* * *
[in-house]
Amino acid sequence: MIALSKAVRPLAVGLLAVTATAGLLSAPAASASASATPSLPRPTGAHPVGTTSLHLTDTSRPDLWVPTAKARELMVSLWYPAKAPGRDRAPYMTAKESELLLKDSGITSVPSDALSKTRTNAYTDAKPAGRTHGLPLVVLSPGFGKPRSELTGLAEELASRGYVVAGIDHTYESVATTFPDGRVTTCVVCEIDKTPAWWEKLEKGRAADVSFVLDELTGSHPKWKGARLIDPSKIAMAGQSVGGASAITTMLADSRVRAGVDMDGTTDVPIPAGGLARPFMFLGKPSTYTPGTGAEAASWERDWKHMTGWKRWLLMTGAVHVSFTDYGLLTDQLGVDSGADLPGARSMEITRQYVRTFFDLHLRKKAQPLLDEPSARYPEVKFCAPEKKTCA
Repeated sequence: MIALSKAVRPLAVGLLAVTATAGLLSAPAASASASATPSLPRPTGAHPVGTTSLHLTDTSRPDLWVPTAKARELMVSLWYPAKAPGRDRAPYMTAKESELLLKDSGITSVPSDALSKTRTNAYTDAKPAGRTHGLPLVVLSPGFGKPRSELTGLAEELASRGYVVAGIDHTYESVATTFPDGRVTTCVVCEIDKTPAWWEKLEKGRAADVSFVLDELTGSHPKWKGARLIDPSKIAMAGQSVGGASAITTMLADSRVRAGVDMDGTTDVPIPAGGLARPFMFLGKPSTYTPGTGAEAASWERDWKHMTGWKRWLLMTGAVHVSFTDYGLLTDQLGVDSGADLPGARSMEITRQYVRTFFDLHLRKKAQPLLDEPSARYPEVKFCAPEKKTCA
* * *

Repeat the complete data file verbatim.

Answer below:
[in-house]
Amino acid sequence: MIALSKAVRPLAVGLLAVTATAGLLSAPAASASASATPSLPRPTGAHPVGTTSLHLTDTSRPDLWVPTAKARELMVSLWYPAKAPGRDRAPYMTAKESELLLKDSGITSVPSDALSKTRTNAYTDAKPAGRTHGLPLVVLSPGFGKPRSELTGLAEELASRGYVVAGIDHTYESVATTFPDGRVTTCVVCEIDKTPAWWEKLEKGRAADVSFVLDELTGSHPKWKGARLIDPSKIAMAGQSVGGASAITTMLADSRVRAGVDMDGTTDVPIPAGGLARPFMFLGKPSTYTPGTGAEAASWERDWKHMTGWKRWLLMTGAVHVSFTDYGLLTDQLGVDSGADLPGARSMEITRQYVRTFFDLHLRKKAQPLLDEPSARYPEVKFCAPEKKTCA
Repeated sequence: MIALSKAVRPLAVGLLAVTATAGLLSAPAASASASATPSLPRPTGAHPVGTTSLHLTDTSRPDLWVPTAKARELMVSLWYPAKAPGRDRAPYMTAKESELLLKDSGITSVPSDALSKTRTNAYTDAKPAGRTHGLPLVVLSPGFGKPRSELTGLAEELASRGYVVAGIDHTYESVATTFPDGRVTTCVVCEIDKTPAWWEKLEKGRAADVSFVLDELTGSHPKWKGARLIDPSKIAMAGQSVGGASAITTMLADSRVRAGVDMDGTTDVPIPAGGLARPFMFLGKPSTYTPGTGAEAASWERDWKHMTGWKRWLLMTGAVHVSFTDYGLLTDQLGVDSGADLPGARSMEITRQYVRTFFDLHLRKKAQPLLDEPSARYPEVKFCAPEKKTCA